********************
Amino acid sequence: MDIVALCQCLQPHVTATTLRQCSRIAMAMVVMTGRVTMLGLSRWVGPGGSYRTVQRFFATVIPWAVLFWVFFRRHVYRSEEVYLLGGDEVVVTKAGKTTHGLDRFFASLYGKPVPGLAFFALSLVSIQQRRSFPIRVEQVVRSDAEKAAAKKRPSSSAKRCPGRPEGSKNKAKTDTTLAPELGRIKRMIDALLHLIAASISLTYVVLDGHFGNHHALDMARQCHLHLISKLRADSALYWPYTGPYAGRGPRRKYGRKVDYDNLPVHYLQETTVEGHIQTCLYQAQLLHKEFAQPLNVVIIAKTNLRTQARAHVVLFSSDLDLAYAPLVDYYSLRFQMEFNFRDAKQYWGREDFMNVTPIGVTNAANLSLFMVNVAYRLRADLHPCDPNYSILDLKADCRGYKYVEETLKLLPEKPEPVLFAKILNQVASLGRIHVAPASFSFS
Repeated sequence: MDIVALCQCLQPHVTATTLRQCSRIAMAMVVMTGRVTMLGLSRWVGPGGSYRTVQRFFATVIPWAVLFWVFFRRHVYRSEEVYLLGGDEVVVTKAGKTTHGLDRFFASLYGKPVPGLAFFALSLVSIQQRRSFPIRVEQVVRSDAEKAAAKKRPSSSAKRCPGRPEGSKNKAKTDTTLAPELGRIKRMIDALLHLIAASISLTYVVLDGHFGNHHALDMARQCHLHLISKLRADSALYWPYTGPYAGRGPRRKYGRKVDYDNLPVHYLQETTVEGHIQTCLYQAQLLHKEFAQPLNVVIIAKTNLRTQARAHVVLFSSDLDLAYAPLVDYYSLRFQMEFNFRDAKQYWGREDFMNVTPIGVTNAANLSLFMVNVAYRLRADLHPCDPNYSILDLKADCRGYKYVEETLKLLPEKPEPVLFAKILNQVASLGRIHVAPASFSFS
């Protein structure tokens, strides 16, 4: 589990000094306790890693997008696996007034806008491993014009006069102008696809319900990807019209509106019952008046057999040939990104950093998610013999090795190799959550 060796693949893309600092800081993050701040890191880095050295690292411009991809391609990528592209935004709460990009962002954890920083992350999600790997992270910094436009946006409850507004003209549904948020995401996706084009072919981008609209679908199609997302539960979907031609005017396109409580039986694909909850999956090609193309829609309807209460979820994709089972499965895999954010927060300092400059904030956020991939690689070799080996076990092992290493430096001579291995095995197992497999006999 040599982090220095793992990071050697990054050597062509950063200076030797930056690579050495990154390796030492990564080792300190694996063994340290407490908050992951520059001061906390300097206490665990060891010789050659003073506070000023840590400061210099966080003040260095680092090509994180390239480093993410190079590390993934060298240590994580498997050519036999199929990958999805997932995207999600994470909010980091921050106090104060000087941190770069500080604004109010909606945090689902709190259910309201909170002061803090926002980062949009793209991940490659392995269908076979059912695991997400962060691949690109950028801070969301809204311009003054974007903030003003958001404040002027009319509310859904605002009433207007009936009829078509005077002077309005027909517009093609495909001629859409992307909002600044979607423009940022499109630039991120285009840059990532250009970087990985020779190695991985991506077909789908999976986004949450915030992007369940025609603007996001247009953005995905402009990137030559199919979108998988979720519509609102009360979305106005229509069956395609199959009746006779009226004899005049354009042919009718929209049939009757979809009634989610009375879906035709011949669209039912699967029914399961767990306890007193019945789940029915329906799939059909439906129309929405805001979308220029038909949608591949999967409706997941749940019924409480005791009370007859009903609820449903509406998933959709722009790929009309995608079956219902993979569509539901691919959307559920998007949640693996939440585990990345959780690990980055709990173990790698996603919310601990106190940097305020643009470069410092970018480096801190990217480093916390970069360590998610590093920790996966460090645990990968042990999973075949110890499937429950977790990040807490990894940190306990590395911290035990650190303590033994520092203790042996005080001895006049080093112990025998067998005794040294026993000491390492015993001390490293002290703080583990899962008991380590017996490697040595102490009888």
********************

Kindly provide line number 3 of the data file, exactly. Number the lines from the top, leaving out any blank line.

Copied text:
């Protein structure tokens, strides 16, 4: 589990000094306790890693997008696996007034806008491993014009006069102008696809319900990807019209509106019952008046057999040939990104950093998610013999090795190799959550 060796693949893309600092800081993050701040890191880095050295690292411009991809391609990528592209935004709460990009962002954890920083992350999600790997992270910094436009946006409850507004003209549904948020995401996706084009072919981008609209679908199609997302539960979907031609005017396109409580039986694909909850999956090609193309829609309807209460979820994709089972499965895999954010927060300092400059904030956020991939690689070799080996076990092992290493430096001579291995095995197992497999006999 040599982090220095793992990071050697990054050597062509950063200076030797930056690579050495990154390796030492990564080792300190694996063994340290407490908050992951520059001061906390300097206490665990060891010789050659003073506070000023840590400061210099966080003040260095680092090509994180390239480093993410190079590390993934060298240590994580498997050519036999199929990958999805997932995207999600994470909010980091921050106090104060000087941190770069500080604004109010909606945090689902709190259910309201909170002061803090926002980062949009793209991940490659392995269908076979059912695991997400962060691949690109950028801070969301809204311009003054974007903030003003958001404040002027009319509310859904605002009433207007009936009829078509005077002077309005027909517009093609495909001629859409992307909002600044979607423009940022499109630039991120285009840059990532250009970087990985020779190695991985991506077909789908999976986004949450915030992007369940025609603007996001247009953005995905402009990137030559199919979108998988979720519509609102009360979305106005229509069956395609199959009746006779009226004899005049354009042919009718929209049939009757979809009634989610009375879906035709011949669209039912699967029914399961767990306890007193019945789940029915329906799939059909439906129309929405805001979308220029038909949608591949999967409706997941749940019924409480005791009370007859009903609820449903509406998933959709722009790929009309995608079956219902993979569509539901691919959307559920998007949640693996939440585990990345959780690990980055709990173990790698996603919310601990106190940097305020643009470069410092970018480096801190990217480093916390970069360590998610590093920790996966460090645990990968042990999973075949110890499937429950977790990040807490990894940190306990590395911290035990650190303590033994520092203790042996005080001895006049080093112990025998067998005794040294026993000491390492015993001390490293002290703080583990899962008991380590017996490697040595102490009888």